Sexual harassment – Do you really know your responsibilities as an employer?
#MeToo brings together people who are against and those speaking out on sexual harassment
By Wilkin Chapman LLP | Posted: 14 Nov 2017
High-profile allegations of sexual harassment in the workplace have been met with a warning to employers from an expert at the region’s largest law firm.
Speaking after the stream of claims in the headlines over the last month, Partner at Wilkin Chapman solicitors Jane Eatock is raising awareness among businesses of the risks and responsibilities that rest on their shoulders.
And, she stressed, they should remember that it is not only an individual member of staff who could face a claim – but the employer too. Furthermore, cases of alleged harassment are not just confined to the workplace – with behaviour at social functions also under scrutiny.
“In law, anything done by an employee ‘in the course of their employment’ is seen as having also been done by the employer,” explained Ms Eatock.
“With that in mind, a reasonable question many would ask is the exact meaning of ‘the course of employment’ and what is the dividing line between what is work and what is personal?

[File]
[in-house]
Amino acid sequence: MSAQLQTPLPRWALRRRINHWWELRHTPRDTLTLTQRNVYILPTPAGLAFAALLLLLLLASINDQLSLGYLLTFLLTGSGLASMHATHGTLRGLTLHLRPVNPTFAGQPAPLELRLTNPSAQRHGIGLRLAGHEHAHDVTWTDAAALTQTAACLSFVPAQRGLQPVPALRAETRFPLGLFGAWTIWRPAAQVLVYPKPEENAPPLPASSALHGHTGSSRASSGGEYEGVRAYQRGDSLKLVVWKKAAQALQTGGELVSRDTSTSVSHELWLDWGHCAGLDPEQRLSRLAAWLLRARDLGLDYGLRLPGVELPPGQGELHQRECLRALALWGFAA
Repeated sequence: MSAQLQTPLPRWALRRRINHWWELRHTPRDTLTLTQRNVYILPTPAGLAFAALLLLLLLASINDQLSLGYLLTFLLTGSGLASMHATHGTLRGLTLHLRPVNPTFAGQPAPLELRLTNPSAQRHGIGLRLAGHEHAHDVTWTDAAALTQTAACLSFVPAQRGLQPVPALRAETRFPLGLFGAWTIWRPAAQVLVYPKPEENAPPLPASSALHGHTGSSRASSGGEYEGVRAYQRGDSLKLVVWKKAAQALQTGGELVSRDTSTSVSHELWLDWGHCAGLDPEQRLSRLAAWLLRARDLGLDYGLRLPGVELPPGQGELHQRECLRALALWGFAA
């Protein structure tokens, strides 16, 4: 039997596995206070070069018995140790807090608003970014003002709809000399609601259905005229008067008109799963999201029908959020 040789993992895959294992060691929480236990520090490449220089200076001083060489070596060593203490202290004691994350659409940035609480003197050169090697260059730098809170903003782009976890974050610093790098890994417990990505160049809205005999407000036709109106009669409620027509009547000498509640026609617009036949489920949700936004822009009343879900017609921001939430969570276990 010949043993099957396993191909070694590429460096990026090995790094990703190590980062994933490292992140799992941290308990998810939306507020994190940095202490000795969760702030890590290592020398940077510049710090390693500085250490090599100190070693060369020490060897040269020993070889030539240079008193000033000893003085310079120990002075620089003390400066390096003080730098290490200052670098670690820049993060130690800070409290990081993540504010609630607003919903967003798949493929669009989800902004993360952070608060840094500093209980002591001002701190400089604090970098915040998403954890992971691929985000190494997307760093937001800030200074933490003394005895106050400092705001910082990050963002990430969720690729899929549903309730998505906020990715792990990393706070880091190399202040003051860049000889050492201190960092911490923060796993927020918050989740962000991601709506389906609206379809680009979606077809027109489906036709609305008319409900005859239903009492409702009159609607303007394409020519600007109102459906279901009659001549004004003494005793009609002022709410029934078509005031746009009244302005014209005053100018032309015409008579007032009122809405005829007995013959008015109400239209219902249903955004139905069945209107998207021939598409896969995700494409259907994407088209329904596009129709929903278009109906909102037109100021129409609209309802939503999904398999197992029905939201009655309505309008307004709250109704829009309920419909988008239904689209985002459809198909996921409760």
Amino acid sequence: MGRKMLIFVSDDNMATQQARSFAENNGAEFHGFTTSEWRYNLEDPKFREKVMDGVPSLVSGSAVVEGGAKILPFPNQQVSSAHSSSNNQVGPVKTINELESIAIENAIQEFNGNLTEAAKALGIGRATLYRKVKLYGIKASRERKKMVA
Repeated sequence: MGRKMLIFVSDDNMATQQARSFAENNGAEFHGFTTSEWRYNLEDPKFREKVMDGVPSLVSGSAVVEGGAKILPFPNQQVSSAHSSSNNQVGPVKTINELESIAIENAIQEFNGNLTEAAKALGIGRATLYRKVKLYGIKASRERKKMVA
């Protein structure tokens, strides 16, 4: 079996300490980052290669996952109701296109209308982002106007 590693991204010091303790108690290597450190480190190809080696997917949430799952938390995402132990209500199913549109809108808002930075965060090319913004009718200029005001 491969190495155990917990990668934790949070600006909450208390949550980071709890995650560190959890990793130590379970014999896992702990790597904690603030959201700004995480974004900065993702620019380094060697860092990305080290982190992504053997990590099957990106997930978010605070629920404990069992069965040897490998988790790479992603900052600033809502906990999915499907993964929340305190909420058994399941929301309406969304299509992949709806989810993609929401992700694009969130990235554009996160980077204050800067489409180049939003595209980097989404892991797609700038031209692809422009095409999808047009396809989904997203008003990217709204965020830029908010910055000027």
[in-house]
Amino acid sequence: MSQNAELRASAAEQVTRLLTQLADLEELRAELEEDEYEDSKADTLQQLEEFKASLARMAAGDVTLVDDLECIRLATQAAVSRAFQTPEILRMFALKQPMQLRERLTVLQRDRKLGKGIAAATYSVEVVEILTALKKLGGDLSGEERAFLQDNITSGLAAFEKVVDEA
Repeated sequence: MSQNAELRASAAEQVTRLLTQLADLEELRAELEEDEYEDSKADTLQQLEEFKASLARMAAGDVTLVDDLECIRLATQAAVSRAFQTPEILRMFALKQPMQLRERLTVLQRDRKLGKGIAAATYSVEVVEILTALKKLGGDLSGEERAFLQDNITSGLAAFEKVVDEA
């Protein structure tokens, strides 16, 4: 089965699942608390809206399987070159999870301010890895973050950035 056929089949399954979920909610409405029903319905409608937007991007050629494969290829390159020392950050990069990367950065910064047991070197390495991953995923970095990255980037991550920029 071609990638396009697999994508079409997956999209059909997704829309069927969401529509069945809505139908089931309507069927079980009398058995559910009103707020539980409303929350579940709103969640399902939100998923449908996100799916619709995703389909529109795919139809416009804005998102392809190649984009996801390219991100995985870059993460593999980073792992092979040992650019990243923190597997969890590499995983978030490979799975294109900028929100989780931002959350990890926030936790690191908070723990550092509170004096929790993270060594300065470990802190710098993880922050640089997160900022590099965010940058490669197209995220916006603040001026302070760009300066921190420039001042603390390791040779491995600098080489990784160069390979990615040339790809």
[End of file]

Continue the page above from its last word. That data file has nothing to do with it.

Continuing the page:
“This is indeed blurred, especially if the conduct takes place off the premises or outside working hours, at social gatherings for example. Individual tribunals will base their decisions on a whole number of factors, and the slightest connection may be enough to land the employer with liability.” said Ms Eatock.
Action against employers through the civil courts was also a possibility under ‘Protection from Harassment’ legislation, warned Ms Eatock.
“It goes without saying that any successful harassment claim will have a financial impact on the employer but, as we are seeing, the reputational impact could cause much greater damage – and on a much wider and more serious scale,” she added.
Ms Eatock went on to advise how preventative measures were critical and the aim of every employer should be to have a workplace ‘free from sexual harassment’. Discouraging inappropriate ‘workplace banter’ and creating the right culture were important elements in this process.
“Implementing and communicating sound policies on equal opportunities, anti-harassment and bullying, along with the appropriate training, would ensure that businesses have a strong defence in the event of any claim being brought” she added.
For further information, please contact Ms Eatock or a member of the Employment Law team at Wilkin Chapman solicitors on 01472 262626.
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